His next stop was the Fullerton in Singapore. Guess what, the dinner started bang on time. No surprise to anyone involved in the organisation or even us watching the program on TV.

Why. How did it get to be okay for people to be habitually late. Most people will forgive the unexpected — traffic, medical reason, legitimately running late. If someone is always on time, but is late for just the one time, it’s mostly acceptable. It’s people who are late all the time, and the people who never apologise for being late, these are the people I will unfriend. A couple of comments stand out on this article:

we all have the same number of minutes in our day

early is on time, on time is late, late is unacceptable

in eating and drinking |


TAR this week featured paczki, or polish doughnuts. They look like doughnuts but are actually much richer and denser. The first, and only, time I had it was when my Chicago colleague treated us to some she brought in on Fat Tuesday “to make everyone Polish for a day.” She made sure I had one because she knew I’d never tried it before, she was so sweet. Seems like there’s lots of tradition around the Christian world of indulging before Ash Wednesday, in Poland they have Fat Tuesday and in the UK we have Shrove Tuesday which means pancakes, yay!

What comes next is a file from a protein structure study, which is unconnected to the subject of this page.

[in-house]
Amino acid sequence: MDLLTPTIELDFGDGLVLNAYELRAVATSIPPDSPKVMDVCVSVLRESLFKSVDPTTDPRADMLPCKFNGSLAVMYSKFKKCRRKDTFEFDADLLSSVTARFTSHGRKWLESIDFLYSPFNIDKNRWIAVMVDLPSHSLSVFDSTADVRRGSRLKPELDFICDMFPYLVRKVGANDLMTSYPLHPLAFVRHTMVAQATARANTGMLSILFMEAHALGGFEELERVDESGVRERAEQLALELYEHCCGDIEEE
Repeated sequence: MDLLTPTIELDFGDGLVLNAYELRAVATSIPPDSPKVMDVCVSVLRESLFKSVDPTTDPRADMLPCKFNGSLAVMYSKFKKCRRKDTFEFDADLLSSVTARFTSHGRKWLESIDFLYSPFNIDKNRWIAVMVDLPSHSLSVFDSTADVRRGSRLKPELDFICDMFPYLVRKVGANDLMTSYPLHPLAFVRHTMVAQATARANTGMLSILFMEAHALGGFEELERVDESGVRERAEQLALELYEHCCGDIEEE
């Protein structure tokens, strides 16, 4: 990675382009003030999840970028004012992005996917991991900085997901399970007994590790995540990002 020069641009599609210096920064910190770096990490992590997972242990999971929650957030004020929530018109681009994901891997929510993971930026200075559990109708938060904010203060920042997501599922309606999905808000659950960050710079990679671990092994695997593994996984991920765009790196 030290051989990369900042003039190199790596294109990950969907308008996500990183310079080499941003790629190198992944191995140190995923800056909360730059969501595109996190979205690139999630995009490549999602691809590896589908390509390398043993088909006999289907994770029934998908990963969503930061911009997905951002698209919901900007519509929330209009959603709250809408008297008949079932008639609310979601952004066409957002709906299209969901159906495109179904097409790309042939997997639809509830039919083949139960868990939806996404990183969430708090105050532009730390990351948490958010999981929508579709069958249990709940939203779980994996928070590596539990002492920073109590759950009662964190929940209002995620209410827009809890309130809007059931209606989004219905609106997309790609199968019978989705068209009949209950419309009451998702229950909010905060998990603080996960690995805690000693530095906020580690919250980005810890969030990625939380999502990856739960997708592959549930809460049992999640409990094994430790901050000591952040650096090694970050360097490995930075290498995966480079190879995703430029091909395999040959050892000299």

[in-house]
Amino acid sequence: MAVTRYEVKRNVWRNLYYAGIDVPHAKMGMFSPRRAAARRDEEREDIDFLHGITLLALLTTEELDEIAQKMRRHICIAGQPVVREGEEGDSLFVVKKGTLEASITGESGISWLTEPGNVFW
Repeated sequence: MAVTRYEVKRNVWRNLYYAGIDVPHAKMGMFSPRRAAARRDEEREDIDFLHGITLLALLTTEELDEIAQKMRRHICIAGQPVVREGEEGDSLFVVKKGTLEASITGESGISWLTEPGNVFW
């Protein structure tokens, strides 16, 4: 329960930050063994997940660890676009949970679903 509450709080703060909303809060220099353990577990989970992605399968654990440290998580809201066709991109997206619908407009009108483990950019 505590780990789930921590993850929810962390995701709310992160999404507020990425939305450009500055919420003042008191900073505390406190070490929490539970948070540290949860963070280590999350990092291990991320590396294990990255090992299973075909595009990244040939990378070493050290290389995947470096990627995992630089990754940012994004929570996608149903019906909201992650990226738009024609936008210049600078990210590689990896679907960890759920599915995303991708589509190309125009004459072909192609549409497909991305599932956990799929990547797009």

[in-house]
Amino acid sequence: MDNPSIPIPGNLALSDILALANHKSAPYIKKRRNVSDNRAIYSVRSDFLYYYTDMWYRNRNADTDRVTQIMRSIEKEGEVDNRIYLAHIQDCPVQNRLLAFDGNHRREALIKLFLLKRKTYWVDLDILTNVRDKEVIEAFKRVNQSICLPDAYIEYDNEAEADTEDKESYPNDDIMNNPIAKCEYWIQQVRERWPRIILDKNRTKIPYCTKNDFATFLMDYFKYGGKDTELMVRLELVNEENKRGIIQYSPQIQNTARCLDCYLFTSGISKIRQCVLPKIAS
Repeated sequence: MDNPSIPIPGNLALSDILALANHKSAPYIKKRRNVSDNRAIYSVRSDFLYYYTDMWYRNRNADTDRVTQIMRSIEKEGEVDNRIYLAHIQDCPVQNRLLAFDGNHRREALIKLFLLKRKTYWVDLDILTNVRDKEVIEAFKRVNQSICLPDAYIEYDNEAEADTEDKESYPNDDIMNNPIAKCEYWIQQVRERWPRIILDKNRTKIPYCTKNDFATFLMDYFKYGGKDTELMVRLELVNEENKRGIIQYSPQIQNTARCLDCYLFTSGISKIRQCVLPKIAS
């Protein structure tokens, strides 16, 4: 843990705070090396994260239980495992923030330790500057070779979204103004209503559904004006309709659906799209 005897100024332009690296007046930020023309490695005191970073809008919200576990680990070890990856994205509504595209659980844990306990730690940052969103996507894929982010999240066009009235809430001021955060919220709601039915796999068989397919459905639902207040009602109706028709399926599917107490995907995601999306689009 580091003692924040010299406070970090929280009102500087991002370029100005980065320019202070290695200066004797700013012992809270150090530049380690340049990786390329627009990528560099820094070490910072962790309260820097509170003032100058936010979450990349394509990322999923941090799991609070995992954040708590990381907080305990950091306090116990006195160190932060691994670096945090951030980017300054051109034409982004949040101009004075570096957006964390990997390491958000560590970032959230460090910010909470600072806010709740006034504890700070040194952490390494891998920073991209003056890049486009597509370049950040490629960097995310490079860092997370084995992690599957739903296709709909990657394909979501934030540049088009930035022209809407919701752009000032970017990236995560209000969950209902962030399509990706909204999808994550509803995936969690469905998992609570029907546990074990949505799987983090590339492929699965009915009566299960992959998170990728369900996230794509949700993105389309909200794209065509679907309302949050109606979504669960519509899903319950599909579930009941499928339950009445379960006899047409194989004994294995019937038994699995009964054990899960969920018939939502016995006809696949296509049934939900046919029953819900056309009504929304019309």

I’m a bit overwhelmed at the recipe for paczki. Quite a lot of flour and using mostly egg yolks mean a rich cakey dough. It’s not something I’ll ever make, because it’s deep fried. My colleague’s paczki came with a thick sweet, almost clotted, cream and preserved strawberries. I enjoyed it, I was still living in PT then and I made pancakes for dinner that night. Ah, memories of Chicago. Sigh.

in eating and drinking |


Based on Nigella’s recipe for snow-flecked brownies. Half the recipe quantity was perfect for the square tin.

melt 190g chocolate + 190g butter over bain marie, cool
whisk 160g sugar and 2 large eggs until pale and thick
combine chocolate and egg mixtures
add 50g mixed nuts
fold in 115g plain flour
bake at 180°C for 30mins until top is dry

The recipe uses 100g white chocolate buttons, when I first made it I used dark chocolate but this time I just used nuts, and a smaller quantity because I didn’t want the brownie to be overwhelmed by nuts. We had peanuts, almonds, pistachios and cashews in a snack jar so that was what I used. Although I cut it into 3x3 squares for presentation, 4x4 squares is probably a more reasonable serving size.